Friday, July 13, 2018

Tribute to a Great Bronx Teacher on His 80'th Birthday

Tribute to a Great Bronx Teacher on His 80th Birthday:
Hi, this is Dr Mark Naison of Fordham University, When I look back on a career that has spanned nearly 50 years of University teaching, I view Jim Pruitt as one of the ten most impressive educators I have encountered at any level of our educational system. He had a tremendous influence on me when I arrived to teach at Fordham in 1970, and played a central role in providing intellectual guidance to the research project I direct, the Bronx African American History Project, which began in 2003 and has become one of the most respected community based oral history projects in the nation
Shortly after I arrived at Fordham in the fall of 1970 to teach in the Institute of Afro American Studies, Jim was appointed the director of Fordham Upward Bound Program, which had offices across the hall. I quickly saw that he was a force in our Department as well as his own. A tall imposing person, dignified in carriage, precise in speech, knowledgeable about history, passionate about justice, Jim had a profound influence on the Black and Latino young men in his care. Here was someone from the same communities they lived in, who shared their feelings and understood their world, who commanded the respect of powerful white people, from college administrators to faculty to security officials through depth of intellect and force of character. His Upward Bound Students not only listened to him, they watched him carefully, and over time, began to model themselves on him. Thus began the shaping of a new generation of Black and Latino leaders, people who would make an impact on many walks of life from education, to business and the arts. Jim was at Fordham for less than ten years, but he is still in touch with many of the now not-so young people in his charge. I have rarely seen a teacher/mentor command such reverence, and have such influence, on a groups of men from inner city neighborhoods
Now segue to the year 2003 when community leaders asked me to start an oral history project documenting the experience and achievements of African Americans in the Bronx. The Bronx African American History Project, as the initiative was called, began with oral histories of Black women and men who had lived in the Patterson Houses near Lincoln Hospital, but soon began to focus on the largest Black community in the Bronx in the 1940's 1950's and 1960's, Morrisania. I had know that Jim had grown up in that neighborhood and that members of his family still lived there so I called him for advice. It was the best decision I had ever made. Jim not only introduced me to his brilliant sister, Harriet McFeeters, who still lived with her sister Bessie in a row house on East 168th Street, he provided the crucial intellectual framework for understanding the middle class Black community that emerged in Morrisania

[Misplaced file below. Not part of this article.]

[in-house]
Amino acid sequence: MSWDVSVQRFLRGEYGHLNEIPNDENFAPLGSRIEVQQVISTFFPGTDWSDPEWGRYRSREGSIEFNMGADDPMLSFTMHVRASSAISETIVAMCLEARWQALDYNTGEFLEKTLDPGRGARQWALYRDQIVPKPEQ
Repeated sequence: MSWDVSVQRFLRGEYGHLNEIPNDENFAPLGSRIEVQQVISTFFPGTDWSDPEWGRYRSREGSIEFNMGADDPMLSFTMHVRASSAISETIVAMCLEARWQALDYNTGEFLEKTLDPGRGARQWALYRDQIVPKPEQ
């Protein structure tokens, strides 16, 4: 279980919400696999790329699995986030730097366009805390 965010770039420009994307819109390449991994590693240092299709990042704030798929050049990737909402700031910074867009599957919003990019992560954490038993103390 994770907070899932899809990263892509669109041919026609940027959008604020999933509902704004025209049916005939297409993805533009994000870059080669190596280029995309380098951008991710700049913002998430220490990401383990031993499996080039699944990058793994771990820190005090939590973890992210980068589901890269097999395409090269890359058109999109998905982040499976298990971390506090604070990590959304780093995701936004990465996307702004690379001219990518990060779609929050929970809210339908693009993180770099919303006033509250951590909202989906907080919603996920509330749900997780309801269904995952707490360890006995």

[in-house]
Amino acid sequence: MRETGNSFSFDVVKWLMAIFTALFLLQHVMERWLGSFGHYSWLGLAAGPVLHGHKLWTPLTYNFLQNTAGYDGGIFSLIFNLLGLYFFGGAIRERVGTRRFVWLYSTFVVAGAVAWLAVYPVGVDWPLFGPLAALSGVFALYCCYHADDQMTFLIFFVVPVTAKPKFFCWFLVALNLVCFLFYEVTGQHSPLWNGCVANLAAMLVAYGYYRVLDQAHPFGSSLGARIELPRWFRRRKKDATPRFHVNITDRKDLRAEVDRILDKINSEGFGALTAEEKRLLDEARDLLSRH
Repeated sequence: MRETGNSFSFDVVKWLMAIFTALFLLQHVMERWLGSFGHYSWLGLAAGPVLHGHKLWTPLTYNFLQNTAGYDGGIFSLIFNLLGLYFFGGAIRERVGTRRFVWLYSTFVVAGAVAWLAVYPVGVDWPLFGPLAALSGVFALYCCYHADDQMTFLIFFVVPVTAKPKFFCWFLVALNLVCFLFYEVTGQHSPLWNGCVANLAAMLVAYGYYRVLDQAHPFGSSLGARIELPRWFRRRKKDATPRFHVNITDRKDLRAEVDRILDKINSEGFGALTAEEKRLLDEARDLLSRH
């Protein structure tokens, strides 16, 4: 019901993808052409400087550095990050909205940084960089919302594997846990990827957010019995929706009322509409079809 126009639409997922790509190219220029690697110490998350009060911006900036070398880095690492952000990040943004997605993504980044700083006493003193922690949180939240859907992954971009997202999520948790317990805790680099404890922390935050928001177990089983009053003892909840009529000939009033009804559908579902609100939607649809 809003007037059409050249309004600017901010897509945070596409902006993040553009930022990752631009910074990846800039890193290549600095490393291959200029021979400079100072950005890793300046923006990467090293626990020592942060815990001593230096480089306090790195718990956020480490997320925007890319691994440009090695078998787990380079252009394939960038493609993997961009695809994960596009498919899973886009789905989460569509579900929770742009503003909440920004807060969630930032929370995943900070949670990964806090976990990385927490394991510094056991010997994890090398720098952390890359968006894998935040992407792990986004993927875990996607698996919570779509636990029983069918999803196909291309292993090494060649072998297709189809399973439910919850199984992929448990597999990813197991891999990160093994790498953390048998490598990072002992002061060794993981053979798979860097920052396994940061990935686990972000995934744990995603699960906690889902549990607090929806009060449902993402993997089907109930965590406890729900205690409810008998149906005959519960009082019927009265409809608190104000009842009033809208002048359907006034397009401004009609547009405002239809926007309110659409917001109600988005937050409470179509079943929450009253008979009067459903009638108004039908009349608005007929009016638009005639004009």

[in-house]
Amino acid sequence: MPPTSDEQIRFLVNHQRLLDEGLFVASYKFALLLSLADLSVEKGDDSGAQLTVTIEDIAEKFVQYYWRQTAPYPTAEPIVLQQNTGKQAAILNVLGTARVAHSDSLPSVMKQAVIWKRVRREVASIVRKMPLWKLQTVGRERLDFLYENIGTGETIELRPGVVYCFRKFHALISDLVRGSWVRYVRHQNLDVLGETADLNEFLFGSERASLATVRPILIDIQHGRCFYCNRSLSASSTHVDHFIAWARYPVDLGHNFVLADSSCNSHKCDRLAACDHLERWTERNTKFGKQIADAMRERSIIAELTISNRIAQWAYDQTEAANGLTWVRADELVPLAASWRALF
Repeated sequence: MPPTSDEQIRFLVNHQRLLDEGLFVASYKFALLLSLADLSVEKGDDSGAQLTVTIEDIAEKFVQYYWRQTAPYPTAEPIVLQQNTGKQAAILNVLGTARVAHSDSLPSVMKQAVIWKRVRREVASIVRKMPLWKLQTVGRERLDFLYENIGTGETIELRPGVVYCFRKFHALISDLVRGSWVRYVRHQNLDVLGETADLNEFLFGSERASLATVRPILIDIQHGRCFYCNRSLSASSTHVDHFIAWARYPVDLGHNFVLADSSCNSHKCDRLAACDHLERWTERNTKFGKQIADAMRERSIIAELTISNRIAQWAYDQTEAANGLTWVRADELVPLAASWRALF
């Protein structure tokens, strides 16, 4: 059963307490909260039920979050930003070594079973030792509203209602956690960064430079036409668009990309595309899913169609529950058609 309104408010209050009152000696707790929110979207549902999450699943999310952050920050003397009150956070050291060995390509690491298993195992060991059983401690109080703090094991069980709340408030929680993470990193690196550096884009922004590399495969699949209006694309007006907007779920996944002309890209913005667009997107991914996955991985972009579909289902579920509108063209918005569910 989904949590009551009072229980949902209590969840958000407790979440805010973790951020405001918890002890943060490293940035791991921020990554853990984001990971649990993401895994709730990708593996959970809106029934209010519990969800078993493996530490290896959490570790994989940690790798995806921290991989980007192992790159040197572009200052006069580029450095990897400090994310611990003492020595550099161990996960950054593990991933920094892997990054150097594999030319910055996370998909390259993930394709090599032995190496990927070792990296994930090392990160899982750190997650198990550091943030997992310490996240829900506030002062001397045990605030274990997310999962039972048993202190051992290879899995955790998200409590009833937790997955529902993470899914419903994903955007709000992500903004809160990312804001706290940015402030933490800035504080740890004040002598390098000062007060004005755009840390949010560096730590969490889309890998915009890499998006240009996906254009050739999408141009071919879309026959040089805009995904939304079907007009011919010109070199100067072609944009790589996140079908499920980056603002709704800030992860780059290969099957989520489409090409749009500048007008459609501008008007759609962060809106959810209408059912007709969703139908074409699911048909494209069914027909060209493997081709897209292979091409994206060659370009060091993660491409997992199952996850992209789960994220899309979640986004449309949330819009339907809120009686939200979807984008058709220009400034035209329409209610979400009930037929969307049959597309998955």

Jim explained the path that took Black postal workers and Pullman porters from churches in Harlem like Grace Congregational to an exciting new community in the Bronx. But he also identified key institutions which became the basis of that community as it emerged- St Augustine Presbyterian Church, Forest House, Camp Minisink and Morris High School. Armed with this knowledge, we started recording what ultimately became more than 100 interviews with Black residents of Morrisania, all of which have been transcribed, archived and digitized. People from all over the world consult these interviews, many of which were recommended by Jim and Harriet
So happy 80th Birthday Jim Pruiit. You have truly been an educator who changed the course of history